Haroun Tazieff

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Haroun Tazieff (Warsaw, 11 May 1914 — Paris, 2 February 1998) was a French volcanologist and geologist. He was a famous cinematographer of volcanic eruptions and lava flows, and the author of several books about volcanoes.[1]

Born in Warsaw, Russian Empire, his father was a Tatar doctor, and his mother a Jewish chemist and doctor in political sciences. He lived in Brussels, Belgium, starting in 1917.

He received a degree in agronomy in Gembloux in 1938, and another degree in geology at University of Liège in 1944. He was later a "secrétaire d'État" in France, in charge of prevention of major risks.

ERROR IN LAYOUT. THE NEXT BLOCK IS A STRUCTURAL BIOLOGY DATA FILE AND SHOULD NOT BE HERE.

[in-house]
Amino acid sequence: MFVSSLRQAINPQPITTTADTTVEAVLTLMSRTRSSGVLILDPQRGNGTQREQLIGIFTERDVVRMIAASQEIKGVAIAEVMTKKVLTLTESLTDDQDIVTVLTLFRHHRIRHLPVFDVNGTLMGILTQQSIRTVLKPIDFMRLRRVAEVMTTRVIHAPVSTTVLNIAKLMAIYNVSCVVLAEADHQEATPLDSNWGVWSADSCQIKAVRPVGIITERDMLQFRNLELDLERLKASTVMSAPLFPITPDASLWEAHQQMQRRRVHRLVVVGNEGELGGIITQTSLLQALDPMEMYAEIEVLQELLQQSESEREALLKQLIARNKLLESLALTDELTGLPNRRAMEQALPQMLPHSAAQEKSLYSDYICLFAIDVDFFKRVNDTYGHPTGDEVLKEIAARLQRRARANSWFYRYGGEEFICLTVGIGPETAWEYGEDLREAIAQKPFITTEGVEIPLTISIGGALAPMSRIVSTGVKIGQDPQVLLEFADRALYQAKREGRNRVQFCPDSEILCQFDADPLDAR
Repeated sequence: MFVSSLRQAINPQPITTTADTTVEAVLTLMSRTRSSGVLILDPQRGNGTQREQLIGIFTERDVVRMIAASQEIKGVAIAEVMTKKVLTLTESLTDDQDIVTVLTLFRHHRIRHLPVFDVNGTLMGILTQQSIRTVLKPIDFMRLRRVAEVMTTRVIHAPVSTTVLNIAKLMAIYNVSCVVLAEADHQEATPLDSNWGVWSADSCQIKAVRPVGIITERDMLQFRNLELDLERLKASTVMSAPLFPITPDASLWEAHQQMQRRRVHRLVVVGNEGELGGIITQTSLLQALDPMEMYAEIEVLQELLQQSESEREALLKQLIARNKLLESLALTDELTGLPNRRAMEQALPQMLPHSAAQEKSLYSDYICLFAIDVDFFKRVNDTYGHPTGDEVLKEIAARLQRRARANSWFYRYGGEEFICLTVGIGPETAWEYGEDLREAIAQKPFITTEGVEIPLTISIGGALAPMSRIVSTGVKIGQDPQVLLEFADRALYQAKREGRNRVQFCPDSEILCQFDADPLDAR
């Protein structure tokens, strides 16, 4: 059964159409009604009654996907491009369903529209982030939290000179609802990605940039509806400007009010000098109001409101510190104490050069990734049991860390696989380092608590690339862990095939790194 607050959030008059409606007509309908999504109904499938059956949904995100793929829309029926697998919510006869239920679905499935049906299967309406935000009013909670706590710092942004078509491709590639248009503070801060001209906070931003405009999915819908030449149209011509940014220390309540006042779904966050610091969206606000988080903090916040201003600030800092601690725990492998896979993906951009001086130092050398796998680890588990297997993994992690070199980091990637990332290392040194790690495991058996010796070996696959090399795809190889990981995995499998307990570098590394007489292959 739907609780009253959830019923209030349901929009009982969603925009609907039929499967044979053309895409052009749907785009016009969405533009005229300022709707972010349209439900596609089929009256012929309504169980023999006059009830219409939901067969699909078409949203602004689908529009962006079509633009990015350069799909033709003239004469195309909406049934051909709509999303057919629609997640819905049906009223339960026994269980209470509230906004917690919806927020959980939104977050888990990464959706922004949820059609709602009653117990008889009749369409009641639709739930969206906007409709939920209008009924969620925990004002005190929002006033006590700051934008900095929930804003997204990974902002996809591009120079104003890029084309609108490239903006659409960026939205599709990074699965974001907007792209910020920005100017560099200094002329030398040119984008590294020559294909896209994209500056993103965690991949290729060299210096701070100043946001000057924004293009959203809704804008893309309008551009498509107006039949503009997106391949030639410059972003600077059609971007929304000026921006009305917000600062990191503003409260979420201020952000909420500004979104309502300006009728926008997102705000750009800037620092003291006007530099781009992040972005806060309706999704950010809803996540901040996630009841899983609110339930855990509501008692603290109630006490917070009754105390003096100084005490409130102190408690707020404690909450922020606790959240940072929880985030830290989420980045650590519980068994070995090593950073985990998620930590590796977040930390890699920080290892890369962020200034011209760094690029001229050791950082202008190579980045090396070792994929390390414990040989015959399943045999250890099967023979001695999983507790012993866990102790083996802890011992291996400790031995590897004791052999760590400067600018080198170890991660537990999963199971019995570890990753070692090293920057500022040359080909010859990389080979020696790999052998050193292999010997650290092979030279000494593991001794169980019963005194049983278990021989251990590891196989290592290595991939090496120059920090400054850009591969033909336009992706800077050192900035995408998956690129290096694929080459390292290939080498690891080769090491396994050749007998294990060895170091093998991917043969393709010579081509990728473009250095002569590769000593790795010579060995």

The National Geographic film The Violent Earth followed Tazieff's expeditions to the volcanoes Mount Etna, Sicily in 1971 and Mount Nyiragongo, Democratic Republic of Congo (then known as Zaire ) in 1972 in which he attempted, unsuccessfully, to descend into the active lava lake in order to collect samples (which he had achieved on a previous expedition in 1959).

He participated at the first explorations of the “Pierre Saint-Martin abyss” in Spain. In 1952, he was filming the ascension of Marcel Loubens when the cable of the hoist broke and Loubens fell over 80 meters. He died 36 hours later and his body could be extracted from the cavern only in 1954.

Haroun Tazieff became famous in France after publishing the book “Le Gouffre de la Pierre Saint-Martin” (8 editions, first in 1952, Ed Arthaud, Grenoble).

Tazieff died in 1998 and was buried in Cimetière de Passy in the Parisian quarter of Passy.[1]

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